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Crossing the Chasm

- December 3, 2008 - 0 Comments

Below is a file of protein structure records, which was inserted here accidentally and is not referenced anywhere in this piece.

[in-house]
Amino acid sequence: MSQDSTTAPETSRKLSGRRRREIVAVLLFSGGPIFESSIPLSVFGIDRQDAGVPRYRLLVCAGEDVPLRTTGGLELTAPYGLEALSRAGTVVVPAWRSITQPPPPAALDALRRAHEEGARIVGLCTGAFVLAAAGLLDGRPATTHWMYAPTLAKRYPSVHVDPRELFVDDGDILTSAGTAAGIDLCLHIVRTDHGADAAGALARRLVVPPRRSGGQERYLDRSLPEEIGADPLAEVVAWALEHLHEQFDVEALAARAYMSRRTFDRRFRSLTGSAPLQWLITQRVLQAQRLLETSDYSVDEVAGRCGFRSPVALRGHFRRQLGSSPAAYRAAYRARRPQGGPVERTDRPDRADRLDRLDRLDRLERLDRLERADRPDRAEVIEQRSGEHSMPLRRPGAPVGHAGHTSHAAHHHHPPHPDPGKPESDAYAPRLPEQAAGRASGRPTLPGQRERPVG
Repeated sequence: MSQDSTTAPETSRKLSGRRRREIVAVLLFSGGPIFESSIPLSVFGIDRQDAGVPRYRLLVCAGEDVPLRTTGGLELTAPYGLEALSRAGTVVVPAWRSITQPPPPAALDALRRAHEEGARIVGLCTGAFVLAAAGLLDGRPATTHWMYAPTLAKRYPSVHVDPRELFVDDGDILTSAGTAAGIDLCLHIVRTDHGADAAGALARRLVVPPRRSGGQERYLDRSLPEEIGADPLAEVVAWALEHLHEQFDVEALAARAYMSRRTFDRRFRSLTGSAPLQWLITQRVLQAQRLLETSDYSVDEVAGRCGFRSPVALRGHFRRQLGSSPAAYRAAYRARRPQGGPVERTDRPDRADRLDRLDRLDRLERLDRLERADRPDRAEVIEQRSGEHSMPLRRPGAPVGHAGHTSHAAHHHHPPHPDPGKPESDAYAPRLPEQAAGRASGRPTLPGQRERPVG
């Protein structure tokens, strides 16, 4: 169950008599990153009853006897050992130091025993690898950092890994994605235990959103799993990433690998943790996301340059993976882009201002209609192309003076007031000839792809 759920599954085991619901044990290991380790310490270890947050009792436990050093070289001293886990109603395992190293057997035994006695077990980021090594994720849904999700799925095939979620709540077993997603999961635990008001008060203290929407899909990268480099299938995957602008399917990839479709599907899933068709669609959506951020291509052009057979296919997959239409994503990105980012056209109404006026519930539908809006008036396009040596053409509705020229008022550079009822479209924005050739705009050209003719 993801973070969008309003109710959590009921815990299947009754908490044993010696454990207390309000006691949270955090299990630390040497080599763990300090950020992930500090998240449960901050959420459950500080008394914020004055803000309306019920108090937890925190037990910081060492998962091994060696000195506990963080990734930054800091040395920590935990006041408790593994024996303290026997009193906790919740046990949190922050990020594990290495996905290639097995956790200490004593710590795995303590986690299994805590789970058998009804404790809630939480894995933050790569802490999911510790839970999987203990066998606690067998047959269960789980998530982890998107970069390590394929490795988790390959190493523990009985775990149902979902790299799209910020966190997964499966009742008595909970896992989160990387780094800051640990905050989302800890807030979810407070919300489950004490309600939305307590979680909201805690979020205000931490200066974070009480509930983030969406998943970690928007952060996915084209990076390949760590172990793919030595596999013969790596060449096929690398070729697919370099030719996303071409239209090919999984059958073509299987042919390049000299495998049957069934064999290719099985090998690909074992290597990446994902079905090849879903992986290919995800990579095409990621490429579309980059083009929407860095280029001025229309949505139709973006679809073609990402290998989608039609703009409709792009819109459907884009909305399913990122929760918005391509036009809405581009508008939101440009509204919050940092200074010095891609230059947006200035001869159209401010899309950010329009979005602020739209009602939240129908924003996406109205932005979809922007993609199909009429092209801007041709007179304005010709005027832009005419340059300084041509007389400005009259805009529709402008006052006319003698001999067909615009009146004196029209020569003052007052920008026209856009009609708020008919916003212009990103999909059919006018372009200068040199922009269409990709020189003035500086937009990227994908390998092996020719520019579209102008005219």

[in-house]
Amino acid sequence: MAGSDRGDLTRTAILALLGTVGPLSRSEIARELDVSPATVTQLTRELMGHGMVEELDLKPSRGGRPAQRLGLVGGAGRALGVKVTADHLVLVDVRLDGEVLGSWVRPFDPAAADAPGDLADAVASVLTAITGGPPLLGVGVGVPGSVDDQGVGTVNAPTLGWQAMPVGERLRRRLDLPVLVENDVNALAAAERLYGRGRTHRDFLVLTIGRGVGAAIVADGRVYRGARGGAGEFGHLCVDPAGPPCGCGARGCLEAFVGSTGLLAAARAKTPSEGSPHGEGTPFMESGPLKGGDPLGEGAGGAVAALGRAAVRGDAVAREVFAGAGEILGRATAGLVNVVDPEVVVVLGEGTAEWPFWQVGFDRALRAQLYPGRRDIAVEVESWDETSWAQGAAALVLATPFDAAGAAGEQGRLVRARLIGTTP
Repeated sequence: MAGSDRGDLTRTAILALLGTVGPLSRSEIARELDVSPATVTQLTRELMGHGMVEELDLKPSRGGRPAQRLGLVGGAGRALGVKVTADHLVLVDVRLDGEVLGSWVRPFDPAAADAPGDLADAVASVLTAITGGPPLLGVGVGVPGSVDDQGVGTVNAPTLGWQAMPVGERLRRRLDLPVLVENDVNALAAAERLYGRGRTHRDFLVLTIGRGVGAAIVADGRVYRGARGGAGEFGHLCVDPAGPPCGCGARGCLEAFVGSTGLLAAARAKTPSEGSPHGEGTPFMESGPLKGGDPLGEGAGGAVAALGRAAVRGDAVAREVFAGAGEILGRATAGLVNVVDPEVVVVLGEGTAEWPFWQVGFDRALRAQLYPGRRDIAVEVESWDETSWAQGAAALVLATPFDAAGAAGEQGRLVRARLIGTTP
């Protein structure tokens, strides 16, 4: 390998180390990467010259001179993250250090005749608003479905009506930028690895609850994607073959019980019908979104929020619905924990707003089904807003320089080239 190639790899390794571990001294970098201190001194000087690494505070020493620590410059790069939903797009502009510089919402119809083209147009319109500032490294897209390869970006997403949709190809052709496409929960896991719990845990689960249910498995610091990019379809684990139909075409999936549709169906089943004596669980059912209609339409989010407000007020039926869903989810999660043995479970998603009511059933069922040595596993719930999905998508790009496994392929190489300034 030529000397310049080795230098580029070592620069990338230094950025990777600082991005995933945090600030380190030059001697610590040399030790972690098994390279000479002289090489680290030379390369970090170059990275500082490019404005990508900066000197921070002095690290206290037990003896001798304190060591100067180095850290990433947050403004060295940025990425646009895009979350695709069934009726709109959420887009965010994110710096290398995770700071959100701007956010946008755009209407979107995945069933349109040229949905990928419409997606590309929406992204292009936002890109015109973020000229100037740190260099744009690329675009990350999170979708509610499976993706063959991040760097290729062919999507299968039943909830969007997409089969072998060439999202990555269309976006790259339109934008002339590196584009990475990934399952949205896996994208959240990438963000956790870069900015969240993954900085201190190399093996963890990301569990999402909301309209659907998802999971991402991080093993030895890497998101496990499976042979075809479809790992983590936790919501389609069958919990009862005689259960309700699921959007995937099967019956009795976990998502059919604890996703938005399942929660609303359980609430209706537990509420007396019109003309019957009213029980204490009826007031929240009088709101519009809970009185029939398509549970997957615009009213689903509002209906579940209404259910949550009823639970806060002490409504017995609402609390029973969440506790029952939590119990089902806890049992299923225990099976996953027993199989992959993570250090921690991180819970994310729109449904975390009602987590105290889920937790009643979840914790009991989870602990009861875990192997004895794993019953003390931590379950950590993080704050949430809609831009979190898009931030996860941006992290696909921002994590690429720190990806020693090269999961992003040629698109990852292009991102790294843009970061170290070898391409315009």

As we navigate through the Developer contest, we’re often asked what is our target audience? Valid question, don’t you think? So, I thought it worthwhile to dedicate some blog space to it. The primary audience for the Think Inside the Box contest are many and include the network application developers, the vertical domain application experts, the Linux and Open Source programmers, IT network engineers, University students as also our traditional VARs and ISVs. Certainly the playground is fairly broad. However, some are perhaps at a natural advantage as they get the concept much more easily than others, possibly due to their background. For instance, ISVs who are exposed to Cisco routers and constantly deal with customers have a fundamental understanding of the problem space, and are probably in a better position to define a better solution to address it. University students and traditional application developers may be very good at what they do, but they may not have a true understanding of the branch problem statement and have to spend cycles to understand this. Our goal is to level the playing field. In that process, if we develop (no pun intended) a better relationship with the developer community and help them cross the chasm to understand the Network as a platform, we’ll give ourselves a pat on the back.With that objective, we’re going to enrich this site and other related ones to bring additional focus to the traditional application developers, the Linux programmers etc., and expose them to the branch concepts, the Integrated Service router in general and the AXP platform in particular. We’re also going to make some of the developer tools available well in advance, including VMware based AXP virtual blades that will help contest entrants and the community at large to start getting their feet wet.For this blog, I talked to Anurag Gurtu, our lead Technical Marketing Engineer to outline some of the basic concepts around the Cisco AXP and bring a developer’s perspective. Now, Anurag is a sharp guy. He went on to explain how application developers and Linux programmers can bring a sense of co-relation to actually developing some innovative ideas on the router. Enjoy!There’s more to come along these lines as we bring you more developer-centric readouts, with inputs from analysts, our existing ISV partners and perhaps even our customers. So, stay tuned. Also, if you see any interesting blogs outside of Cisco that mention this contest, or good comments around it, do give us a shout.Oh, do keep your comments coming in here too 🙂

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